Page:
General Motors and Japan’s Softbank are among the latest investors in Nauto, a Silicon Valley start-up developing software for self-driving vehicles.
Nauto, based in Palo Alto, this week closed a $159 million (€138m) Series B funding round, led by Softbank and venture capital firm Greylock Partners. Previous investors include BMW, Toyota and insurer Allianz.
Nauto is unusual in attracting money from big-name carmakers, and also in its focus on software and data, which cost less to develop than hardware or entire vehicles.
“Any (vehicle) manufacturer is better than any start-up at building cars,” said founder and chief executive Stefan Heck. “Our aim is to provide the data, intelligence and a cloud platform” to carmakers that plan to begin putting self-driving cars on the road from 2020.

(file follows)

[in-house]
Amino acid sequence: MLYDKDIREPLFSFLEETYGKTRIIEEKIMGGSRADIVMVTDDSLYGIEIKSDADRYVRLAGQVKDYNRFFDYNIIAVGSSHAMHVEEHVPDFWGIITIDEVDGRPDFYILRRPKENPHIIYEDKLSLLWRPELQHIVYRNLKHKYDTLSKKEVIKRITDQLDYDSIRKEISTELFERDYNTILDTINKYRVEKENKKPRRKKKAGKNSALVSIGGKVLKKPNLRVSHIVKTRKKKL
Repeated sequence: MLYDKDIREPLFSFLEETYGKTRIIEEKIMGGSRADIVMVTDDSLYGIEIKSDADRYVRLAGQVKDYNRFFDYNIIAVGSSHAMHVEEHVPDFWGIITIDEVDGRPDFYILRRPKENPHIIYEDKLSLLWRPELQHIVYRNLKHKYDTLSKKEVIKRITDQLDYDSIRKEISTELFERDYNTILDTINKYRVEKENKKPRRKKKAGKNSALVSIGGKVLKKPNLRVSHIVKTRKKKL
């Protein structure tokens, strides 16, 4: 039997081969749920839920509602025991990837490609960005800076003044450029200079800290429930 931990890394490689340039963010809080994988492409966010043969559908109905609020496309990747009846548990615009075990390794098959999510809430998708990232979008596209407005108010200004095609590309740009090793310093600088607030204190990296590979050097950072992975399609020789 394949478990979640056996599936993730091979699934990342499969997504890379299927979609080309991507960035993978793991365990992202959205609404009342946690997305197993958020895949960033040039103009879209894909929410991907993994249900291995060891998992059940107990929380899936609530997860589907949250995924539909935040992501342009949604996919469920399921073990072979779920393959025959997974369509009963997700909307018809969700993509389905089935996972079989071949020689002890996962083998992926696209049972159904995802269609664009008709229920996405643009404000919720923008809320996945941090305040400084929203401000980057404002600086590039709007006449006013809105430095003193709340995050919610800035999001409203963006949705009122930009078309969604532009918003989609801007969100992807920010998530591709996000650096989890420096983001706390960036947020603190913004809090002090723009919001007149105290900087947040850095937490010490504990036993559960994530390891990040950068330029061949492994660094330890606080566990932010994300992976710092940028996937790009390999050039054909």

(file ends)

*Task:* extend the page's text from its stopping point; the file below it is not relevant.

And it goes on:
The amount of GM’s investment in Nauto was not disclosed. The Detroit carmaker bought Silicon Valley start-up Cruise Automation in early 2016 for more than $500m (€434m.)
Mr Heck declined to specify the company’s post-funding valuation. He did say it was shy of $1bn (€868m), “unicorn” status in Silicon Valley shorthand.
“But we’re getting there,” he said.
To develop its technology, Nauto is retrofitting windshields of commercial trucks from North America to Europe and Japan with dual cameras; one aimed at the road and the other at the driver. The goal is to gather data on driver distraction and on the environment around vehicles and speed development of self-driving technology.
Mr Heck declined to say how many vehicles are using Nauto’s cameras and software but said the company expects to accumulate more than one billion miles of real-world data within the next year.
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